'It's frustrating': N.W.T. cancer patient feels trapped by warring telecom companies
Michelle Hagen says hospital was unable to reach her with information about surgery for 2 days
A woman in the Northwest Territories says she missed two days worth of calls from her hospital while she prepared for cancer surgery, and is blaming it on a spat between two Canadian cell phone providers.
Michelle Hagen has stage four cancer. She lives in Behchoko, N.W.T., about 100 kilometres northwest of Yellowknife, and often travels to the Royal Alexandra Hospital in Edmonton for treatment.
She says the hospital repeatedly tried to phone her last Wednesday and Thursday about her surgery, scheduled for October, but their calls wouldn't connect.
"They tried for two days and all they got was a busy signal," Hagen said. "Finally, they called my brother in Ontario, they got through to him and [he] was able to message me to call the hospital."
The reason behind this communication breakdown might lie in an ongoing dispute between her phone carrier, Ice Wireless, and Telus, she said. Hagen believes the hospital's calls to her, an Ice Wireless customer, were blocked because the hospital is a Telus customer.
In a complaint to the Canadian Radio-television and Telecommunications Commission (CRTC) in August, Iristel — the parent company of Ice Wireless — alleged that Telus is actively blocking calls from Telus customers to Ice Wireless customers and has been doing so since May 29.
Telus insists it's not blocking any calls. Instead, it says it's taking steps to "control the flow of traffic to Iristel," according to a Sept. 10 submission to the CRTC.
Telus argues it's doing this because Iristel is engaging in traffic stimulation, a practice where Iristel numbers in Northern Canada are assigned to services not located in the North, illegally boosting its profits from a previous agreement with Telus.
'It's just frustrating'
The CRTC has yet to rule on the validity of either claim, but Hagen says regular customers like her are the ones who suffer while the two companies continue their fight before Canada's telecommunications regulator.
Hagen says she can't be certain, but suspects she's been missing calls for the past three months, which roughly aligns with what Iristel has alleged to the CRTC.
"It's just frustrating," she said. "People can't get ahold of me and it's not just the hospital. My daughter is very nervous when she can't reach me, or message me and I don't call her back.
"She just [thinks] the worst. She's getting stressed out because she can't reach us when she needs to reach us."
Most of Hagen's family lives in Ontario and wants to be able to speak with her on the phone about her medical progress, she said.
"We need to have a phone, we need to be in contact with our family," Hagen said. "It's scary for them. My husband and I are the only ones living up North."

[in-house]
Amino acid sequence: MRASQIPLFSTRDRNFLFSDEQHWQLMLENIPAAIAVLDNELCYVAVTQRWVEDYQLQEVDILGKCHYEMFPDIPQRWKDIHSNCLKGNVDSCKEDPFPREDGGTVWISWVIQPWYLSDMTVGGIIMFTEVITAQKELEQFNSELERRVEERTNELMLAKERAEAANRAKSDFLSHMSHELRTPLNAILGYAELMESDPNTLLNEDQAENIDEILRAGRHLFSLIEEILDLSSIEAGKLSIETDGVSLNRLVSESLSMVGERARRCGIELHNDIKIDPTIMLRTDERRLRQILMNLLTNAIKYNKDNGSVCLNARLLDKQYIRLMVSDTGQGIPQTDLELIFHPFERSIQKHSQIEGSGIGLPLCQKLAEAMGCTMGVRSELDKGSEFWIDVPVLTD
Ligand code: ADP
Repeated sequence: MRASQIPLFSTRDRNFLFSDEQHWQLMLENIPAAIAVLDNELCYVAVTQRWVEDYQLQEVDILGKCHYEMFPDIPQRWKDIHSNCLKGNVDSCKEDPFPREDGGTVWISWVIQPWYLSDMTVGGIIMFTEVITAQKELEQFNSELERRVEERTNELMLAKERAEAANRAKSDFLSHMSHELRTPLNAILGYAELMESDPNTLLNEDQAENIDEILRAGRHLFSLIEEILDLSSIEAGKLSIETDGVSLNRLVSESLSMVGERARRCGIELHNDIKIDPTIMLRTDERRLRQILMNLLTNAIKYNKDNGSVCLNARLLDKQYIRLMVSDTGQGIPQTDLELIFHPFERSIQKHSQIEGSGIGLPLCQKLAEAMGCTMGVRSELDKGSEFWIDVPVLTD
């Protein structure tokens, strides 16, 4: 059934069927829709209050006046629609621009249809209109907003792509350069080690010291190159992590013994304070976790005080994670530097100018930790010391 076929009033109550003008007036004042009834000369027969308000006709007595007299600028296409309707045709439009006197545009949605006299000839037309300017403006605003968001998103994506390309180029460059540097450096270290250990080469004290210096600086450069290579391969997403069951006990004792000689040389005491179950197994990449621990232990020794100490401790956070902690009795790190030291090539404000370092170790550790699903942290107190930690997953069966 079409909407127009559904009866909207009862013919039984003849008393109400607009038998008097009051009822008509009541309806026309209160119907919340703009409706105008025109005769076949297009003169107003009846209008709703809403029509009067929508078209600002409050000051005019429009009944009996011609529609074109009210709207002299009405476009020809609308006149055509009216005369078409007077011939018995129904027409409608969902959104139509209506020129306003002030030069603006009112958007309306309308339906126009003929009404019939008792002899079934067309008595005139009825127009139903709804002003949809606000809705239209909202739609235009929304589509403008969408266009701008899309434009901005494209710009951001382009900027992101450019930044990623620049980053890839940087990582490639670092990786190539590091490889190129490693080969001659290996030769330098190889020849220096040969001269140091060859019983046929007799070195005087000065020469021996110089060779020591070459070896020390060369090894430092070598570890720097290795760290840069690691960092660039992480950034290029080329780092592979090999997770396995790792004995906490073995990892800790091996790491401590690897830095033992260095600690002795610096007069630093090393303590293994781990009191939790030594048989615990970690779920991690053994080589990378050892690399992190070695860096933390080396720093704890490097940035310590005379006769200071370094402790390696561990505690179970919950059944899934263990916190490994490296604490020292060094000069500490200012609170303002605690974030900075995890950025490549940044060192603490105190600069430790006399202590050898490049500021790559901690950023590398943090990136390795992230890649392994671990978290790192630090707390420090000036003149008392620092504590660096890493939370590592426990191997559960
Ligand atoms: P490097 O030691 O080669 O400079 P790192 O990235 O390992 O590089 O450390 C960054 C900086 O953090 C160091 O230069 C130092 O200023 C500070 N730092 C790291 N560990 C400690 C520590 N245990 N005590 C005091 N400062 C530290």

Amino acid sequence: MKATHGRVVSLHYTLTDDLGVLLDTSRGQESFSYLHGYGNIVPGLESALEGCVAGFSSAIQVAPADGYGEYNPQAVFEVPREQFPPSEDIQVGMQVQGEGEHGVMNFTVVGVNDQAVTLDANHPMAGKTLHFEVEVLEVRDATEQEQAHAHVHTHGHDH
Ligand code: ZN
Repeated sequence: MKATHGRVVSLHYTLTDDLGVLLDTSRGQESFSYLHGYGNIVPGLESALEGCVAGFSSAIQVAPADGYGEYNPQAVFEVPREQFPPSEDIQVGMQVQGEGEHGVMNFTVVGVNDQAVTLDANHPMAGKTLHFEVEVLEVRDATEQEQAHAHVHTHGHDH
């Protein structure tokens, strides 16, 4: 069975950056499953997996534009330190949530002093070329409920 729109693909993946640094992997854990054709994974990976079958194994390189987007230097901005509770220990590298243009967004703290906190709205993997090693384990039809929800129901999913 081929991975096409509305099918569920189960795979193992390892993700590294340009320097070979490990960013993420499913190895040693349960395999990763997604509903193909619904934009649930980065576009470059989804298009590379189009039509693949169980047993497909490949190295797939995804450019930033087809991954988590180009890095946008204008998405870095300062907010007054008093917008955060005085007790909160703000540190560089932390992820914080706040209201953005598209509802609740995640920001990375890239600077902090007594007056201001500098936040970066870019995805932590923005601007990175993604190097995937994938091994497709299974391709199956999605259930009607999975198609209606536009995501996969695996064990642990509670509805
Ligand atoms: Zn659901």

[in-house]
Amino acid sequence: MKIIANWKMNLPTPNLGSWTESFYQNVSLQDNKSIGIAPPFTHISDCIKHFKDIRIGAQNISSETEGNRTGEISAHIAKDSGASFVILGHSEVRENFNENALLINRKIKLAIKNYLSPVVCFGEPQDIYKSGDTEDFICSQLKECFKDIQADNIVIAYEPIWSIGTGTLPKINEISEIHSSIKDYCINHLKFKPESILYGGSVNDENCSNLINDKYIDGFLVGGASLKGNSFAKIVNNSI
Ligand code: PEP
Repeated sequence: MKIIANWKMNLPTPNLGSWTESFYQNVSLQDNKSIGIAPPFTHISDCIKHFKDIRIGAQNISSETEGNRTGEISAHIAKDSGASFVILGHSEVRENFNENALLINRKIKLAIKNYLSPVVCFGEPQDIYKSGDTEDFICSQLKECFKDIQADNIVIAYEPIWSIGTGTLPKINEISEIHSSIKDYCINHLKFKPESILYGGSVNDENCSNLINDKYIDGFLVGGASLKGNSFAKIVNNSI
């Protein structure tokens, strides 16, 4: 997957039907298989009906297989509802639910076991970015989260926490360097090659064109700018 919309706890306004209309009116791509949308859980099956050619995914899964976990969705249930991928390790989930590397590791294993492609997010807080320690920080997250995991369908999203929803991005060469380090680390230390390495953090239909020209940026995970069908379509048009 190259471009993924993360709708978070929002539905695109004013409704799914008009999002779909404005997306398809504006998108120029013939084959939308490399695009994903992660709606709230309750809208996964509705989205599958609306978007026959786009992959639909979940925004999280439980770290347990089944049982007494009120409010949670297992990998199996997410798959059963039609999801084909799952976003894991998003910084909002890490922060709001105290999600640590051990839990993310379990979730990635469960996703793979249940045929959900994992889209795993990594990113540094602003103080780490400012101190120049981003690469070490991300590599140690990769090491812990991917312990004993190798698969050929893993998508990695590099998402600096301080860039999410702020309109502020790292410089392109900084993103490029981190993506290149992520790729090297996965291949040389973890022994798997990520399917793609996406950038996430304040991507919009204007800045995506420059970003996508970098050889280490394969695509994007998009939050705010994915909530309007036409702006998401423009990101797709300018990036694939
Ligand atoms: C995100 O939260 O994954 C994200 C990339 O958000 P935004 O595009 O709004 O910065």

CBC News called Hagen and her husband Wayne Hagen from a phone connected to the Telus network on Tuesday morning.
One of four calls to two different numbers connected, while two calls prompted the following automated message: "all circuits are busy, please try your call again later."
Another call went to a different automated message which stated: "the party you are trying to reach is busy and cannot take your call."
Kirsten Goruk, a spokeswoman for Alberta Health Services, couldn't confirm Hagen's story, citing patient privacy concerns, but did confirm the Royal Alexandra Hospital contracts Telus for its phone service.
Overall, she said, staff at the hospital have not had trouble reaching patients who live in the Northwest Territories over the phone. Goruk also noted it's standard practice to ask for alternate contact information and the hospital "makes every attempt to connect with a patient."
Samer Bishay, the CEO of Iristel, the parent company of Ice Wireless, stands by his company's submission to the CRTC, accusing Telus of "heavy-handed tactics" and said the company shows a "blatant disregard for the telecommunications laws of this country."
"The CRTC is taking a little too long to act on this. There are innocent Canadians caught in the crossfire and there's no need for this," he said.
Bishay also stands by his position that Iristel is not stimulating traffic to the North, saying any increase in calls to the North are a natural result of Iristel's growth and Telus's decision to sell phones in Yellowknife.
"They're referencing that traffic to the North has significantly increased … causing them significant damage because they're seeing an increase in their bills to providers [like Iristel]," Bishay said. "There's many flaws with that argument."
He pledged to speak with the Hagens and promised to credit Michelle for the three months of cell phone service.
A spokesperson for Telus was not made available for an interview for this story, but the company sent a statement, which restates its position sent to the CRTC. It also says:
"While we can't confirm that this call failure was caused by congestion on the interconnection with Iristel, out of an abundance of caution and despite the illegal actions by Iristel we have taken steps to reduce the congestion being caused by Iristel.
"We will continue to monitor the call traffic going forward, and we again request that Iristel cease its traffic stimulation activities."
A spokeswoman for the CRTC said the regulator is reviewing the submissions from Iristel and Telus and is determining whether more information is needed before making a ruling.